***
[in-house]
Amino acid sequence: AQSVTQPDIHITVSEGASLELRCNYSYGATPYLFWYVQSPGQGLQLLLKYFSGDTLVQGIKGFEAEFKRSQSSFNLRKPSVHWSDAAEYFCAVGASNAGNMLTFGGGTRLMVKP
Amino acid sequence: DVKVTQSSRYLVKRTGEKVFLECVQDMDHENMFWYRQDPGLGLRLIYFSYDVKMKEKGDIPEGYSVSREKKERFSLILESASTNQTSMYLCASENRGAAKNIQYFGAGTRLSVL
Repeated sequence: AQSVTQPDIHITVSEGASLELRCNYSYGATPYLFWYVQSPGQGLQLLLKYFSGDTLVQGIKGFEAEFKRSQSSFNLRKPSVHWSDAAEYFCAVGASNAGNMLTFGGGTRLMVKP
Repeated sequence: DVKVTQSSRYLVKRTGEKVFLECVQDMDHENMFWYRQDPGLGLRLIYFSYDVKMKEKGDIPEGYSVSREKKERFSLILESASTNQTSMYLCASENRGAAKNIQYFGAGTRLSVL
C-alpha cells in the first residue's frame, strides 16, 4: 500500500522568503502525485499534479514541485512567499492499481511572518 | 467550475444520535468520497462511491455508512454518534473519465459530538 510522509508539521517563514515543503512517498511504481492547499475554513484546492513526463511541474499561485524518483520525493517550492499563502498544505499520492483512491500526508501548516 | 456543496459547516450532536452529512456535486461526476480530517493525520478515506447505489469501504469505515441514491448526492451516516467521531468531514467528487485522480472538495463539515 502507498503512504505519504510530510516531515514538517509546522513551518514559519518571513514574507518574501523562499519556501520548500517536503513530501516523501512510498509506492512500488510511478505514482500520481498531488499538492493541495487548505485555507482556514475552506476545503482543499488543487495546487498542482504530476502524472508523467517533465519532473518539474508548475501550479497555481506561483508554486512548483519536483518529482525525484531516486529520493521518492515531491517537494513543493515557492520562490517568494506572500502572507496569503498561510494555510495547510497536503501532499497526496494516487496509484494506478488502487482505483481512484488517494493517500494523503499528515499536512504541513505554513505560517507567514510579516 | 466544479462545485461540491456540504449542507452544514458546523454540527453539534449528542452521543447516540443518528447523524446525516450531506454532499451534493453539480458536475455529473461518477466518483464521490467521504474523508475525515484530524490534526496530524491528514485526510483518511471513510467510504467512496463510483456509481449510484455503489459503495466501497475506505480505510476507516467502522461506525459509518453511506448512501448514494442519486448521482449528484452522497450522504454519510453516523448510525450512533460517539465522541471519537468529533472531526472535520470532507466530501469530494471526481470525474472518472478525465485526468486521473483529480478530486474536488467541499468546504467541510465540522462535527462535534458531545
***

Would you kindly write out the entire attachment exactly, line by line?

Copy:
[in-house]
Amino acid sequence: AQSVTQPDIHITVSEGASLELRCNYSYGATPYLFWYVQSPGQGLQLLLKYFSGDTLVQGIKGFEAEFKRSQSSFNLRKPSVHWSDAAEYFCAVGASNAGNMLTFGGGTRLMVKP
Amino acid sequence: DVKVTQSSRYLVKRTGEKVFLECVQDMDHENMFWYRQDPGLGLRLIYFSYDVKMKEKGDIPEGYSVSREKKERFSLILESASTNQTSMYLCASENRGAAKNIQYFGAGTRLSVL
Repeated sequence: AQSVTQPDIHITVSEGASLELRCNYSYGATPYLFWYVQSPGQGLQLLLKYFSGDTLVQGIKGFEAEFKRSQSSFNLRKPSVHWSDAAEYFCAVGASNAGNMLTFGGGTRLMVKP
Repeated sequence: DVKVTQSSRYLVKRTGEKVFLECVQDMDHENMFWYRQDPGLGLRLIYFSYDVKMKEKGDIPEGYSVSREKKERFSLILESASTNQTSMYLCASENRGAAKNIQYFGAGTRLSVL
C-alpha cells in the first residue's frame, strides 16, 4: 500500500522568503502525485499534479514541485512567499492499481511572518 | 467550475444520535468520497462511491455508512454518534473519465459530538 510522509508539521517563514515543503512517498511504481492547499475554513484546492513526463511541474499561485524518483520525493517550492499563502498544505499520492483512491500526508501548516 | 456543496459547516450532536452529512456535486461526476480530517493525520478515506447505489469501504469505515441514491448526492451516516467521531468531514467528487485522480472538495463539515 502507498503512504505519504510530510516531515514538517509546522513551518514559519518571513514574507518574501523562499519556501520548500517536503513530501516523501512510498509506492512500488510511478505514482500520481498531488499538492493541495487548505485555507482556514475552506476545503482543499488543487495546487498542482504530476502524472508523467517533465519532473518539474508548475501550479497555481506561483508554486512548483519536483518529482525525484531516486529520493521518492515531491517537494513543493515557492520562490517568494506572500502572507496569503498561510494555510495547510497536503501532499497526496494516487496509484494506478488502487482505483481512484488517494493517500494523503499528515499536512504541513505554513505560517507567514510579516 | 466544479462545485461540491456540504449542507452544514458546523454540527453539534449528542452521543447516540443518528447523524446525516450531506454532499451534493453539480458536475455529473461518477466518483464521490467521504474523508475525515484530524490534526496530524491528514485526510483518511471513510467510504467512496463510483456509481449510484455503489459503495466501497475506505480505510476507516467502522461506525459509518453511506448512501448514494442519486448521482449528484452522497450522504454519510453516523448510525450512533460517539465522541471519537468529533472531526472535520470532507466530501469530494471526481470525474472518472478525465485526468486521473483529480478530486474536488467541499468546504467541510465540522462535527462535534458531545